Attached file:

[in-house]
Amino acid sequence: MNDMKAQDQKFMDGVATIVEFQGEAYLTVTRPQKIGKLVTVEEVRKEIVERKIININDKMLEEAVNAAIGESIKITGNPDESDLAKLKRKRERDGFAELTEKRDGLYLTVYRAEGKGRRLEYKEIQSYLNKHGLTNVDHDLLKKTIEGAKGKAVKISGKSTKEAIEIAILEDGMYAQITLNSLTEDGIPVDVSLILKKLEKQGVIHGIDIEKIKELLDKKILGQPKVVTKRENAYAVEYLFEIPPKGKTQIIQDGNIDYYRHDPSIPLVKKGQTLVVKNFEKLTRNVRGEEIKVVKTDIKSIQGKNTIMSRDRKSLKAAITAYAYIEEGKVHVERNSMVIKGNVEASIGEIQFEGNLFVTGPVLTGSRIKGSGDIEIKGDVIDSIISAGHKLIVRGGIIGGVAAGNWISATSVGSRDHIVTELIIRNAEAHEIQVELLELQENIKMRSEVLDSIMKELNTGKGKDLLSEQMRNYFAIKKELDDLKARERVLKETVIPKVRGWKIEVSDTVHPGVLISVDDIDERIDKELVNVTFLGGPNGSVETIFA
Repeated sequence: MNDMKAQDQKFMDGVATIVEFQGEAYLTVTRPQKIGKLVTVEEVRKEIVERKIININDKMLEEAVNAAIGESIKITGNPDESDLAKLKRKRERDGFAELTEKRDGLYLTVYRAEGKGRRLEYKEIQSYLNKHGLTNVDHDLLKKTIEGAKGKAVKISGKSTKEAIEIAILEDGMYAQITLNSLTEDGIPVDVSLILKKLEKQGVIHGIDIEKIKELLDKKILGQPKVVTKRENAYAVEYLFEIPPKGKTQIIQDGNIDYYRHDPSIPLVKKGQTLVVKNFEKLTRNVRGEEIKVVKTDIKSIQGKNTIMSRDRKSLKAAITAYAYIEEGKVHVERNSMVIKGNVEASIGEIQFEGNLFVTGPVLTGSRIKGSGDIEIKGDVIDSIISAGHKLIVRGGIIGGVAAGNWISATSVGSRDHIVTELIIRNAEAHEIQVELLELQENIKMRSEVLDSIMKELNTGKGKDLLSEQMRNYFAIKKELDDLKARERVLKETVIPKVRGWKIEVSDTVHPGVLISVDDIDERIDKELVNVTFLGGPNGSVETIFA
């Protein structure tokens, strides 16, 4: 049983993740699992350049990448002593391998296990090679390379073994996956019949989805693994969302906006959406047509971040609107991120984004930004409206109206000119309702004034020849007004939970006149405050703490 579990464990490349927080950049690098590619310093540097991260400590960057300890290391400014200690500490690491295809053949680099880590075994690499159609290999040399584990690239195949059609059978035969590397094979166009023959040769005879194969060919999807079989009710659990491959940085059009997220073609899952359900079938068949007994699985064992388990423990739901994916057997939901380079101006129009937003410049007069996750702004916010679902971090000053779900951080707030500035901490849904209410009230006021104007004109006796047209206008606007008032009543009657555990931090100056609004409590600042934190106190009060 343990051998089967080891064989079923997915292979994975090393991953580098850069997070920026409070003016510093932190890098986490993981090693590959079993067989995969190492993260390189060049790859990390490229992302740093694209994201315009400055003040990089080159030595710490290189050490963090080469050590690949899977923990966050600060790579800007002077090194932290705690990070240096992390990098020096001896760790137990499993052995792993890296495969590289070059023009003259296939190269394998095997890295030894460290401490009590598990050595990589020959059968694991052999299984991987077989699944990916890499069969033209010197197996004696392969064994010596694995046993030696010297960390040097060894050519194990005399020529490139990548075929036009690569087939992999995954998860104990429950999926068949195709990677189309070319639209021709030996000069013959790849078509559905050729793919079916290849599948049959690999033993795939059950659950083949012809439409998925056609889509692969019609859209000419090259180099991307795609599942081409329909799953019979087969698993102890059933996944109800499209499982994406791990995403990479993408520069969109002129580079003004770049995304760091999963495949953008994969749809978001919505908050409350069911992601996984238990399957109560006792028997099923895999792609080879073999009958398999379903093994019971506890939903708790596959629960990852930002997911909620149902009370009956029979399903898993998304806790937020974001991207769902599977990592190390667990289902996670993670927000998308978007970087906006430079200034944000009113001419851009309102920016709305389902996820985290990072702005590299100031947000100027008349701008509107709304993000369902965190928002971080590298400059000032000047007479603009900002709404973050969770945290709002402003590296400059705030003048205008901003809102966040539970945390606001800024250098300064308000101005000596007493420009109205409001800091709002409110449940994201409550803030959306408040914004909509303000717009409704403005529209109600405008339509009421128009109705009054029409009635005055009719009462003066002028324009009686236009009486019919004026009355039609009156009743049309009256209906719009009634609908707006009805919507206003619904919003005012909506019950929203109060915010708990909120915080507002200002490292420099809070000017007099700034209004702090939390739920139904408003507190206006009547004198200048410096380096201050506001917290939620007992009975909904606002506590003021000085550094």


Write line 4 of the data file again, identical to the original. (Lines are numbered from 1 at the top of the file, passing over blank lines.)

């Protein structure tokens, strides 16, 4: 049983993740699992350049990448002593391998296990090679390379073994996956019949989805693994969302906006959406047509971040609107991120984004930004409206109206000119309702004034020849007004939970006149405050703490 579990464990490349927080950049690098590619310093540097991260400590960057300890290391400014200690500490690491295809053949680099880590075994690499159609290999040399584990690239195949059609059978035969590397094979166009023959040769005879194969060919999807079989009710659990491959940085059009997220073609899952359900079938068949007994699985064992388990423990739901994916057997939901380079101006129009937003410049007069996750702004916010679902971090000053779900951080707030500035901490849904209410009230006021104007004109006796047209206008606007008032009543009657555990931090100056609004409590600042934190106190009060 343990051998089967080891064989079923997915292979994975090393991953580098850069997070920026409070003016510093932190890098986490993981090693590959079993067989995969190492993260390189060049790859990390490229992302740093694209994201315009400055003040990089080159030595710490290189050490963090080469050590690949899977923990966050600060790579800007002077090194932290705690990070240096992390990098020096001896760790137990499993052995792993890296495969590289070059023009003259296939190269394998095997890295030894460290401490009590598990050595990589020959059968694991052999299984991987077989699944990916890499069969033209010197197996004696392969064994010596694995046993030696010297960390040097060894050519194990005399020529490139990548075929036009690569087939992999995954998860104990429950999926068949195709990677189309070319639209021709030996000069013959790849078509559905050729793919079916290849599948049959690999033993795939059950659950083949012809439409998925056609889509692969019609859209000419090259180099991307795609599942081409329909799953019979087969698993102890059933996944109800499209499982994406791990995403990479993408520069969109002129580079003004770049995304760091999963495949953008994969749809978001919505908050409350069911992601996984238990399957109560006792028997099923895999792609080879073999009958398999379903093994019971506890939903708790596959629960990852930002997911909620149902009370009956029979399903898993998304806790937020974001991207769902599977990592190390667990289902996670993670927000998308978007970087906006430079200034944000009113001419851009309102920016709305389902996820985290990072702005590299100031947000100027008349701008509107709304993000369902965190928002971080590298400059000032000047007479603009900002709404973050969770945290709002402003590296400059705030003048205008901003809102966040539970945390606001800024250098300064308000101005000596007493420009109205409001800091709002409110449940994201409550803030959306408040914004909509303000717009409704403005529209109600405008339509009421128009109705009054029409009635005055009719009462003066002028324009009686236009009486019919004026009355039609009156009743049309009256209906719009009634609908707006009805919507206003619904919003005012909506019950929203109060915010708990909120915080507002200002490292420099809070000017007099700034209004702090939390739920139904408003507190206006009547004198200048410096380096201050506001917290939620007992009975909904606002506590003021000085550094």